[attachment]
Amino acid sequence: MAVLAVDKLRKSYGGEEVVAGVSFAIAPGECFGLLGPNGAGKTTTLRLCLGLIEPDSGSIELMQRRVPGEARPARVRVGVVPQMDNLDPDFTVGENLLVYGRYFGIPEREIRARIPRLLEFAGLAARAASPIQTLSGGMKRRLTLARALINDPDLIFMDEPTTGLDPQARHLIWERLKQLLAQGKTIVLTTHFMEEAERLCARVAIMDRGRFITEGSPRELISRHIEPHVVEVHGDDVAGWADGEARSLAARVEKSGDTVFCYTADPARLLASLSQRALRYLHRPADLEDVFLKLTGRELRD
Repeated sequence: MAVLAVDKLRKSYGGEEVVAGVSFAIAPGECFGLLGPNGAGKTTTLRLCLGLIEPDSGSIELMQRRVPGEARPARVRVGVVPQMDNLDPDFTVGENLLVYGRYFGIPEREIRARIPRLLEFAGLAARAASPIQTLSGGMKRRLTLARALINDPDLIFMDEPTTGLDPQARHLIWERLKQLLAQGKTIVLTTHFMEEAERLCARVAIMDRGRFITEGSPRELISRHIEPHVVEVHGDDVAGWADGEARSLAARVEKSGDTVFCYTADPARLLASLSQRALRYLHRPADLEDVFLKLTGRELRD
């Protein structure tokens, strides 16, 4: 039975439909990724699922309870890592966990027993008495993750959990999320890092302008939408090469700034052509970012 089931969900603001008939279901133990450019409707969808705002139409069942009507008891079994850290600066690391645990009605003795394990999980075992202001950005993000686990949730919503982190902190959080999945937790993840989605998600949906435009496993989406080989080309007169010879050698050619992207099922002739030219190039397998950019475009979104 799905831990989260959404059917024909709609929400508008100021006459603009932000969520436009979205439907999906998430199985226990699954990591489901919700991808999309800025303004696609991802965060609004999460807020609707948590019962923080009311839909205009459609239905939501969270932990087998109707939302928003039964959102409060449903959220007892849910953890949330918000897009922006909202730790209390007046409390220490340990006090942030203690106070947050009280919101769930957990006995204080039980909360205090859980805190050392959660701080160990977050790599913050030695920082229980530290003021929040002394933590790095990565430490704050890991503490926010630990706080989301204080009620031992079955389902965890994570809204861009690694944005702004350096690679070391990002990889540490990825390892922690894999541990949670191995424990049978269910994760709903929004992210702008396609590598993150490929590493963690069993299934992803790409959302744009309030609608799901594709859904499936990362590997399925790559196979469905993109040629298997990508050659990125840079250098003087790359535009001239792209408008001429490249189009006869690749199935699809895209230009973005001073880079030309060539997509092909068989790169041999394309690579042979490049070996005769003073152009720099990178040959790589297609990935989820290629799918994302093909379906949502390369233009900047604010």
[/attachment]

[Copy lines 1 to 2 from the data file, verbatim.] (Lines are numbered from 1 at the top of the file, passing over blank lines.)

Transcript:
Amino acid sequence: MAVLAVDKLRKSYGGEEVVAGVSFAIAPGECFGLLGPNGAGKTTTLRLCLGLIEPDSGSIELMQRRVPGEARPARVRVGVVPQMDNLDPDFTVGENLLVYGRYFGIPEREIRARIPRLLEFAGLAARAASPIQTLSGGMKRRLTLARALINDPDLIFMDEPTTGLDPQARHLIWERLKQLLAQGKTIVLTTHFMEEAERLCARVAIMDRGRFITEGSPRELISRHIEPHVVEVHGDDVAGWADGEARSLAARVEKSGDTVFCYTADPARLLASLSQRALRYLHRPADLEDVFLKLTGRELRD
Repeated sequence: MAVLAVDKLRKSYGGEEVVAGVSFAIAPGECFGLLGPNGAGKTTTLRLCLGLIEPDSGSIELMQRRVPGEARPARVRVGVVPQMDNLDPDFTVGENLLVYGRYFGIPEREIRARIPRLLEFAGLAARAASPIQTLSGGMKRRLTLARALINDPDLIFMDEPTTGLDPQARHLIWERLKQLLAQGKTIVLTTHFMEEAERLCARVAIMDRGRFITEGSPRELISRHIEPHVVEVHGDDVAGWADGEARSLAARVEKSGDTVFCYTADPARLLASLSQRALRYLHRPADLEDVFLKLTGRELRD